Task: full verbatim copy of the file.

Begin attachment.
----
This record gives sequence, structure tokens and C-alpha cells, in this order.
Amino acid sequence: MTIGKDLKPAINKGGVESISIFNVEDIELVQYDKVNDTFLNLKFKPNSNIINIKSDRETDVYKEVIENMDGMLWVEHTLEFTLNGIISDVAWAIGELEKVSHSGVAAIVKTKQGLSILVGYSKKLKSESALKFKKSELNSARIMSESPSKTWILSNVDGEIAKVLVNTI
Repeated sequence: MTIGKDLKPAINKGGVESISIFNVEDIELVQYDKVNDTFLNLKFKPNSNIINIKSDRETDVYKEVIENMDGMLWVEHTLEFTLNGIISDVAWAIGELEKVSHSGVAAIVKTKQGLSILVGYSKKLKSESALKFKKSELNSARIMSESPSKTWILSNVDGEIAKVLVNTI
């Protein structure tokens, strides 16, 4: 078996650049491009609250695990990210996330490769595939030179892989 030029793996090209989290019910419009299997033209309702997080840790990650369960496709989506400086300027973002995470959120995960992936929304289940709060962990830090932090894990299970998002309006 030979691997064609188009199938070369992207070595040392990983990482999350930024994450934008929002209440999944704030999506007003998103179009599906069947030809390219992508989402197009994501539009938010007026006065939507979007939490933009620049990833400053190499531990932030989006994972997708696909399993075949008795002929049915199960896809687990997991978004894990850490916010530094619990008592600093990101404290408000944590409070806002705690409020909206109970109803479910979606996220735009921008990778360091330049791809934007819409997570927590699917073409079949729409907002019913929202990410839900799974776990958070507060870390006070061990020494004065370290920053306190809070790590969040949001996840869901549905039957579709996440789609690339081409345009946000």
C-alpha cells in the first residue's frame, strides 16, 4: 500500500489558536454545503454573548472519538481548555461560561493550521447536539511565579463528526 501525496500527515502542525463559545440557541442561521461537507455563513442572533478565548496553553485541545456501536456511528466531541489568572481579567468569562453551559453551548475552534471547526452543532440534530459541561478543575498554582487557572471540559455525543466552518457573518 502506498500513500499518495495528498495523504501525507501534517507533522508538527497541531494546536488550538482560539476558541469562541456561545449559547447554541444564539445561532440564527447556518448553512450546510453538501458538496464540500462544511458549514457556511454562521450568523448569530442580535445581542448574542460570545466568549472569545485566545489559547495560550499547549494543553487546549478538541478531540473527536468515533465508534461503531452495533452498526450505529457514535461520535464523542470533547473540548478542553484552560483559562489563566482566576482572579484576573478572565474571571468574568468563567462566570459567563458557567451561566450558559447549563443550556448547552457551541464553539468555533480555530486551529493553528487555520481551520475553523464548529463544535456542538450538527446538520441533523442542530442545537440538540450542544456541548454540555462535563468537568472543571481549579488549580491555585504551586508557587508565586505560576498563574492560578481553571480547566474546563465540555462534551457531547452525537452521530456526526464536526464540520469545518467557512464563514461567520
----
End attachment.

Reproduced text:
This record gives sequence, structure tokens and C-alpha cells, in this order.
Amino acid sequence: MTIGKDLKPAINKGGVESISIFNVEDIELVQYDKVNDTFLNLKFKPNSNIINIKSDRETDVYKEVIENMDGMLWVEHTLEFTLNGIISDVAWAIGELEKVSHSGVAAIVKTKQGLSILVGYSKKLKSESALKFKKSELNSARIMSESPSKTWILSNVDGEIAKVLVNTI
Repeated sequence: MTIGKDLKPAINKGGVESISIFNVEDIELVQYDKVNDTFLNLKFKPNSNIINIKSDRETDVYKEVIENMDGMLWVEHTLEFTLNGIISDVAWAIGELEKVSHSGVAAIVKTKQGLSILVGYSKKLKSESALKFKKSELNSARIMSESPSKTWILSNVDGEIAKVLVNTI
């Protein structure tokens, strides 16, 4: 078996650049491009609250695990990210996330490769595939030179892989 030029793996090209989290019910419009299997033209309702997080840790990650369960496709989506400086300027973002995470959120995960992936929304289940709060962990830090932090894990299970998002309006 030979691997064609188009199938070369992207070595040392990983990482999350930024994450934008929002209440999944704030999506007003998103179009599906069947030809390219992508989402197009994501539009938010007026006065939507979007939490933009620049990833400053190499531990932030989006994972997708696909399993075949008795002929049915199960896809687990997991978004894990850490916010530094619990008592600093990101404290408000944590409070806002705690409020909206109970109803479910979606996220735009921008990778360091330049791809934007819409997570927590699917073409079949729409907002019913929202990410839900799974776990958070507060870390006070061990020494004065370290920053306190809070790590969040949001996840869901549905039957579709996440789609690339081409345009946000």
C-alpha cells in the first residue's frame, strides 16, 4: 500500500489558536454545503454573548472519538481548555461560561493550521447536539511565579463528526 501525496500527515502542525463559545440557541442561521461537507455563513442572533478565548496553553485541545456501536456511528466531541489568572481579567468569562453551559453551548475552534471547526452543532440534530459541561478543575498554582487557572471540559455525543466552518457573518 502506498500513500499518495495528498495523504501525507501534517507533522508538527497541531494546536488550538482560539476558541469562541456561545449559547447554541444564539445561532440564527447556518448553512450546510453538501458538496464540500462544511458549514457556511454562521450568523448569530442580535445581542448574542460570545466568549472569545485566545489559547495560550499547549494543553487546549478538541478531540473527536468515533465508534461503531452495533452498526450505529457514535461520535464523542470533547473540548478542553484552560483559562489563566482566576482572579484576573478572565474571571468574568468563567462566570459567563458557567451561566450558559447549563443550556448547552457551541464553539468555533480555530486551529493553528487555520481551520475553523464548529463544535456542538450538527446538520441533523442542530442545537440538540450542544456541548454540555462535563468537568472543571481549579488549580491555585504551586508557587508565586505560576498563574492560578481553571480547566474546563465540555462534551457531547452525537452521530456526526464536526464540520469545518467557512464563514461567520